What Makes News?

  1. Conflict is news
    News in an adversarial system. Two sides equal a story. It is not a reporter's duty to evaluate the validity of either side. Corollary: Consensus is not news.
  2. Novelty is news
    It's called "news" for a reason. Media chase the newest things.
  3. Extremes are news
    The biggest, the fastest, the most expensive, the oldest, the youngest - These are words to warm a reporter's heart. Second-best, one of 20, top-third - These phrases won't have the same effect.
  4. Lists are news
    Thank David Letterman. Anything that can be squeezed into a top-ten list is newsworthy. It has the appearance of precision and can be digested quickly.
  5. Television moves
    Print media can accommodate a wide array of stories. To be effective on television, things have to move, change color, transform. TV people hate "talking heads."
  6. One third-party endorsement beats a dozen first-party endorsements
    College-guide ratings, national rankings, recognition from outside are good fuel for the media fire.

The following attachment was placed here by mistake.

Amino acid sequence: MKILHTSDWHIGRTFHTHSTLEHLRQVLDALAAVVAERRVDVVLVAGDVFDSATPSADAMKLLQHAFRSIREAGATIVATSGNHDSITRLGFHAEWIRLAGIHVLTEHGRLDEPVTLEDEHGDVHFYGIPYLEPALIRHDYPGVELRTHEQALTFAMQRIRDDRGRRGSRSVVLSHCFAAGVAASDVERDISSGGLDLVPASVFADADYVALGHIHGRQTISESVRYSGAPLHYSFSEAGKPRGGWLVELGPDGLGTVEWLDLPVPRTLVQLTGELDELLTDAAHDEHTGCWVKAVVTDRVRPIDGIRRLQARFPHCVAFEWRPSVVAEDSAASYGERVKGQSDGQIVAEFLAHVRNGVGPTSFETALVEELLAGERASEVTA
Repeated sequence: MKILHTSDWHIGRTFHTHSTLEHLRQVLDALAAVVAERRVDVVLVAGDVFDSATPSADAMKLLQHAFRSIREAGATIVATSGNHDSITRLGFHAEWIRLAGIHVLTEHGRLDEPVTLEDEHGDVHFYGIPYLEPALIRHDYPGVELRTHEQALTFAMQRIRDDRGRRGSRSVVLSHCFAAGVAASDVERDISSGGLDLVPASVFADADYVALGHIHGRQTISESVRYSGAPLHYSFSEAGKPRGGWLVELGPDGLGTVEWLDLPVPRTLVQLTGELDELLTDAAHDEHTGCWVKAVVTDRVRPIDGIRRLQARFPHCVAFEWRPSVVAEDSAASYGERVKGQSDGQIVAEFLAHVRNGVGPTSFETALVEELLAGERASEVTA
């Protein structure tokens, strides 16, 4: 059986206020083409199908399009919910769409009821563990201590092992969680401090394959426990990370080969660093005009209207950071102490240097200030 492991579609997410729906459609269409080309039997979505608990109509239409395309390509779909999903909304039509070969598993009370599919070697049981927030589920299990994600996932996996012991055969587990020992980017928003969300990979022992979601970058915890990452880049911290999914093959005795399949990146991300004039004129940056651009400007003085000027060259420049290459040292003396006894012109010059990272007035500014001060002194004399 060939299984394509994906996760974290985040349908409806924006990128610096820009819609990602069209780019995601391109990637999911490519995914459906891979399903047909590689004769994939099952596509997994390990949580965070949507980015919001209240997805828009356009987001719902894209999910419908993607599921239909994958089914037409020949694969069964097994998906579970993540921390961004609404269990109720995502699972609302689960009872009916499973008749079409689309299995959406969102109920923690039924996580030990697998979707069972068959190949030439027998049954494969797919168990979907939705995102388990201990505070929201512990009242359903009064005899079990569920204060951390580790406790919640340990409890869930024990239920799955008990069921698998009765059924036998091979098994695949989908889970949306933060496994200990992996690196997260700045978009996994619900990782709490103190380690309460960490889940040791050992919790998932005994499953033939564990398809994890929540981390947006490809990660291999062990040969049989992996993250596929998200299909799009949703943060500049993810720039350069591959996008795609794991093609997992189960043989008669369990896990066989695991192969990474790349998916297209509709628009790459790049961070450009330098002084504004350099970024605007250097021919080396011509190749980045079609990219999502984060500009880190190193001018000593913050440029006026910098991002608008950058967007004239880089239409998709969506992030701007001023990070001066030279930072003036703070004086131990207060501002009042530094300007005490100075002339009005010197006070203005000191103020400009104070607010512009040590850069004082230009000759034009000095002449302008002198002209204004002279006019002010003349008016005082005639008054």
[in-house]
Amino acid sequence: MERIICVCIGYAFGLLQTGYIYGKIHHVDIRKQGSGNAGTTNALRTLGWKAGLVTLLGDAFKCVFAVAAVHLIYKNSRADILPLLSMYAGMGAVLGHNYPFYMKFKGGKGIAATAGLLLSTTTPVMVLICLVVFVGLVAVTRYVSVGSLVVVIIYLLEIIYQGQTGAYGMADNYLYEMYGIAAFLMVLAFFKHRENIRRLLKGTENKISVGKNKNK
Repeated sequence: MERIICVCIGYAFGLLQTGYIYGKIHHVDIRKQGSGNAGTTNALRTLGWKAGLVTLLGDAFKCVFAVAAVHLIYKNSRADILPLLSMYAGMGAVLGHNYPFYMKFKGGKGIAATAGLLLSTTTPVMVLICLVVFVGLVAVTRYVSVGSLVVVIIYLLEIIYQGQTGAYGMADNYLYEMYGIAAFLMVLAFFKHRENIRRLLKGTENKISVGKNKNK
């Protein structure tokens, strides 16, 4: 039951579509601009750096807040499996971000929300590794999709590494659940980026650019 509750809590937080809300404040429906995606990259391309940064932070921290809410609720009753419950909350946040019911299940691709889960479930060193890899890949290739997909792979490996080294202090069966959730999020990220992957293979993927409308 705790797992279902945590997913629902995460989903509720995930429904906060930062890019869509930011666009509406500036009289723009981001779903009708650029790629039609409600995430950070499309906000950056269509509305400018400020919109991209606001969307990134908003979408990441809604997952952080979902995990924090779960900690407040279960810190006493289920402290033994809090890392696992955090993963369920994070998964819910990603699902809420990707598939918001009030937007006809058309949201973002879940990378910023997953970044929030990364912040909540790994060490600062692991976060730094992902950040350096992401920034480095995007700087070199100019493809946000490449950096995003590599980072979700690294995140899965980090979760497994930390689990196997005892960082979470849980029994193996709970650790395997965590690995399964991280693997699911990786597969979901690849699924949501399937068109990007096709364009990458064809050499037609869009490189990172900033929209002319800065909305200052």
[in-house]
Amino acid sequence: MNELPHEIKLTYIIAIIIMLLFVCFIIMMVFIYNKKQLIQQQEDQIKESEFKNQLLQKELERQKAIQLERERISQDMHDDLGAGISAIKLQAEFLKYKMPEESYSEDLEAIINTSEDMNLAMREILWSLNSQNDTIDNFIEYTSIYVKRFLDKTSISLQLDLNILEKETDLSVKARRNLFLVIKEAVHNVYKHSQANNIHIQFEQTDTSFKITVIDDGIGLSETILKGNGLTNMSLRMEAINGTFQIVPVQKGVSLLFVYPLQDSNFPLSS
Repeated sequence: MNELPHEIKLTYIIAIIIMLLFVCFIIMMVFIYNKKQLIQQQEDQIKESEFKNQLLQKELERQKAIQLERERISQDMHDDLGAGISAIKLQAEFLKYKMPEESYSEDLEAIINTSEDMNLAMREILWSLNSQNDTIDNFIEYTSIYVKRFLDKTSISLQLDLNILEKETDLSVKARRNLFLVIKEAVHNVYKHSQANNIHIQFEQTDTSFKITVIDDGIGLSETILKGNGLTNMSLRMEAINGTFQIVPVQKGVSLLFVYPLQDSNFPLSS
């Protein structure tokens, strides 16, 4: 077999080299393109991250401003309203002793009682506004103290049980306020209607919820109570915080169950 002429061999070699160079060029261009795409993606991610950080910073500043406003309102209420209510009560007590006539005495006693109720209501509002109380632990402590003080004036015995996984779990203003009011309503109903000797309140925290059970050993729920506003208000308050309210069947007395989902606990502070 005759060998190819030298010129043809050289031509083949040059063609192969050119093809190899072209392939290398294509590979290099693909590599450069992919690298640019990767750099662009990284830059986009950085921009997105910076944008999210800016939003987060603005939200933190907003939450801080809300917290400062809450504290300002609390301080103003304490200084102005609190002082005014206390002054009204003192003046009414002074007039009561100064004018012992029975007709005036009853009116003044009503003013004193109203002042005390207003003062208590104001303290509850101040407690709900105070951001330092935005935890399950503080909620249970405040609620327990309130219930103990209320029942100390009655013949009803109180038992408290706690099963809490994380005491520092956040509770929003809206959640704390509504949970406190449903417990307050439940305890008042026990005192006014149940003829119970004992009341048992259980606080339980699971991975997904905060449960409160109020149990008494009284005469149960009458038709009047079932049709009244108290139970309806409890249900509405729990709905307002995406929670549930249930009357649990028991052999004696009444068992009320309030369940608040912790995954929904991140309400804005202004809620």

7. Trends are news
    Frame the issue. Is it part of or on the leading edge of a significant development having a wider effect?
  8. Highlight the human element
    WHO will your research/project help? Show me their faces. Let me hear their voices.
  9. Think like "Joe Average"
    Would your work, your message compel the average person who has no background in your area of expertise, may have only a passing interest in your field of endeavor…and who is NOT your mother? If it would, then it's probably news.

Dead on Arrival: Recognizing a Non-Story
"What a great teaching job we do!" This story suggestion is a common one. One jaded reporter said in response, "At $10,000 a year tuition, you'd better be damn good at teaching." Variations include: "What a wonderful faculty we have." Or, "our graduates are very successful." It rarely works because everyone who's successful graduated from somewhere.